Caffeine: good, bad, or both?

Sophie Pressler, Reporter

There is no doubt that caffeinated drinks are a huge staple in the lives of more than a few teens. The question is: Is this good, bad, or something in more of a gray area? With the number of teen, including child, consumption reaching 75%, the debate about its positive and negative effects is causing a divide between teens and parents alike.

For various reasons such as its effect on the body and mental state, the most beneficial and healthiest decision would be to try and eliminate caffeine from one’s diet.

As caffeine consumption is at an all-time high, it’s time to discuss its ongoing list of negative effects. While most adults can safely consume up to 300 mg of caffeine a day, teens, who often consume similar amounts or even more, are not as well equipped to handle such large quantities due to their still growing bodies. Caffeine in extreme amounts can lead to cardiac arrest and even death.

Excluding worst case scenarios, energy drinks and coffee alike have many adverse health effects. For example, some of the signs that the body has consumed too much caffeine include headaches, anxiety and shakiness. These symptoms can greatly affect the capability of students in school and could be negatively reflected by poor grades in their classes.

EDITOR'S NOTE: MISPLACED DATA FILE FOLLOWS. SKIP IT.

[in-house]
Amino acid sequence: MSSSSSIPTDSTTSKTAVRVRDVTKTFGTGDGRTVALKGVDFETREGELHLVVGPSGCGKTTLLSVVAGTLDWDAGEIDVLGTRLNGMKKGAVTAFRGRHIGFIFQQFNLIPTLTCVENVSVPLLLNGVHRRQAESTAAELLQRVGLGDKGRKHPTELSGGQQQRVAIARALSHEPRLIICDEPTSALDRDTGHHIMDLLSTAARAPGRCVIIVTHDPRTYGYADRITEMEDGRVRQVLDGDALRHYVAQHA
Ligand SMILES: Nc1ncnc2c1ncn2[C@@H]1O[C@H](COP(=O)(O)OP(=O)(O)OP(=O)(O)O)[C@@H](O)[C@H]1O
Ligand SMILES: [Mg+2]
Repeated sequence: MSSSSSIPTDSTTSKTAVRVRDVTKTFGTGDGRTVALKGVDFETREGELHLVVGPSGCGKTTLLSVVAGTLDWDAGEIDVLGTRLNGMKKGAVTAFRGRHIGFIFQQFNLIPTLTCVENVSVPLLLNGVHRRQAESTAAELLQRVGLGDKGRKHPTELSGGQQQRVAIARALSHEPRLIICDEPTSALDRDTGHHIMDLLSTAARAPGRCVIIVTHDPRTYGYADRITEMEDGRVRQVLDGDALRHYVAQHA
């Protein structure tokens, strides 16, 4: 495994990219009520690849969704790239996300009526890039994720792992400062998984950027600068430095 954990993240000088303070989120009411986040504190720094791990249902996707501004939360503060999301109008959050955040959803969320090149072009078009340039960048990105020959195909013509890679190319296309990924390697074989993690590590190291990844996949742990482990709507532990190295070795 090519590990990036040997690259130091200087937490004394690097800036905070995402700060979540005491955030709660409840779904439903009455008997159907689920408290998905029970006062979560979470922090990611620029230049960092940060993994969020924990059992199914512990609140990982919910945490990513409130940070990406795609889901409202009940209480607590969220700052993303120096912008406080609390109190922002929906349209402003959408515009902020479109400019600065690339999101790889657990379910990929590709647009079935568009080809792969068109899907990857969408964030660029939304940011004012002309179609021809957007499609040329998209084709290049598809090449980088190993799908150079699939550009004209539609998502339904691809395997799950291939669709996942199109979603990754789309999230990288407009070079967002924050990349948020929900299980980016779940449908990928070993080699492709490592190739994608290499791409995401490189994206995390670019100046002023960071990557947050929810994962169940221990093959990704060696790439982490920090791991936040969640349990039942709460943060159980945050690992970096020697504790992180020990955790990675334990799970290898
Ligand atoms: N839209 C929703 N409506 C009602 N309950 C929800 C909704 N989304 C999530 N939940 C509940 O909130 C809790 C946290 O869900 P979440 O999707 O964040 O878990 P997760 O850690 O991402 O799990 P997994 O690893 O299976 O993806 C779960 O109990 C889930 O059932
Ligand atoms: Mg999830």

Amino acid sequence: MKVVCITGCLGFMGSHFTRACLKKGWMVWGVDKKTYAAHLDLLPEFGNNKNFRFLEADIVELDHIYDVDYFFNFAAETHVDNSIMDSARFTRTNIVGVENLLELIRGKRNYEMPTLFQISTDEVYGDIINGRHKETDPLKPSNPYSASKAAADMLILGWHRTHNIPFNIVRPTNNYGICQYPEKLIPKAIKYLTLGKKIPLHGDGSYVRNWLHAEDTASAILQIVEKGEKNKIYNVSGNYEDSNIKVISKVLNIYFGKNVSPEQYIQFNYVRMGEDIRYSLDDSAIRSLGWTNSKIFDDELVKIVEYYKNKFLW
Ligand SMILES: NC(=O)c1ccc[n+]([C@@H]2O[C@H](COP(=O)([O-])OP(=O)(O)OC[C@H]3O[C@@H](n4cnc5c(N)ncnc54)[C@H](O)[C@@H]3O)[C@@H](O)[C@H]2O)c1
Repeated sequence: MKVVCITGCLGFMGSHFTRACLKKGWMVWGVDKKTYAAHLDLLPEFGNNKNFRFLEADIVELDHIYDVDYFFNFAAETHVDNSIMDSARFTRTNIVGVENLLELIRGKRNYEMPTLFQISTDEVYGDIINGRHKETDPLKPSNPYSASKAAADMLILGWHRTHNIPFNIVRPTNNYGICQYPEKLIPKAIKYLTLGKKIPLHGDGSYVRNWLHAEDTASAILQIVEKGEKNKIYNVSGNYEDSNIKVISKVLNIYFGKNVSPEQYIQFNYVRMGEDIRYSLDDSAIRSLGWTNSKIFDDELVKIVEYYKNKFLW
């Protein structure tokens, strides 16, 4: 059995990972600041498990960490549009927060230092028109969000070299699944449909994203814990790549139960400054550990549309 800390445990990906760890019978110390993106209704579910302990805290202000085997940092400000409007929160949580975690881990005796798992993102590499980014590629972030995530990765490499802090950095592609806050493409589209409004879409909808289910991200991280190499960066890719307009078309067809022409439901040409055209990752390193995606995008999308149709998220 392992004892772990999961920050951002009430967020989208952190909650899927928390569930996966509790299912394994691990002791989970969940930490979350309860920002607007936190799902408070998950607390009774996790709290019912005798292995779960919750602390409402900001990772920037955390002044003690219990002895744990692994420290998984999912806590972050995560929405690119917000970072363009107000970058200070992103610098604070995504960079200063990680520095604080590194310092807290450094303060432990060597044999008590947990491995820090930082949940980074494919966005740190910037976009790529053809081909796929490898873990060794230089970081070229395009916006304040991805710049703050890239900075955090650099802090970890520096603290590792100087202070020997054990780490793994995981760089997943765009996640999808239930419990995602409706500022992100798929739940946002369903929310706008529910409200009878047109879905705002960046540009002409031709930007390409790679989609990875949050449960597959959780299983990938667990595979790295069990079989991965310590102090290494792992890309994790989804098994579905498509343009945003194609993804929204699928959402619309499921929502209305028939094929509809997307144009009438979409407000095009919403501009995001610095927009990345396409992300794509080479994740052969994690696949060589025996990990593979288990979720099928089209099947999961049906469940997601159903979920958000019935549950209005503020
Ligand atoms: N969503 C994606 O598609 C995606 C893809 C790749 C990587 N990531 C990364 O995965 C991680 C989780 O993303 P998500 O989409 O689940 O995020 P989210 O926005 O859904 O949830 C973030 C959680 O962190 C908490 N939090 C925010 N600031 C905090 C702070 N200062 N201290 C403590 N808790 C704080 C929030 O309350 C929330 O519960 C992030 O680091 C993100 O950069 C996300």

One of the most important things that caffeine affects is sleep. Sleep is especially important for teenagers because they generally require more than adults, about 9 hours, to function at full capacity. With too much caffeine in their everyday diet, students have a more challenging time getting enough sleep sometimes causing not only emotional, but physical problems such as increased acne and weight gain.

Despite arguments stating that caffeine can lower the risks of major diseases such as Parkinson’s, the overall risk outweighs slight benefits such as this. The reduction of caffeine affects teens especially due to long school hours and high academic standards. With less, the benefits can include increased focus, more sleep, better academic performance and clearer skin.

The best possible way to keep caffeine in one’s diet, but reduce its effects is to limit oneself to only one or two small caffeinated beverages a day. In addition, not drinking caffeine in the afternoon or late at night will combat problems with getting enough sleep. If either of these options seems unmanageable, another helpful thing to do would be to avoid energy drinks if at all possible, for these contain outrageous amounts of caffeine and sugar.

Considering the early school start time and negative effects, cutting down on caffeine is a proactive and wise decision. Less caffeine, more success.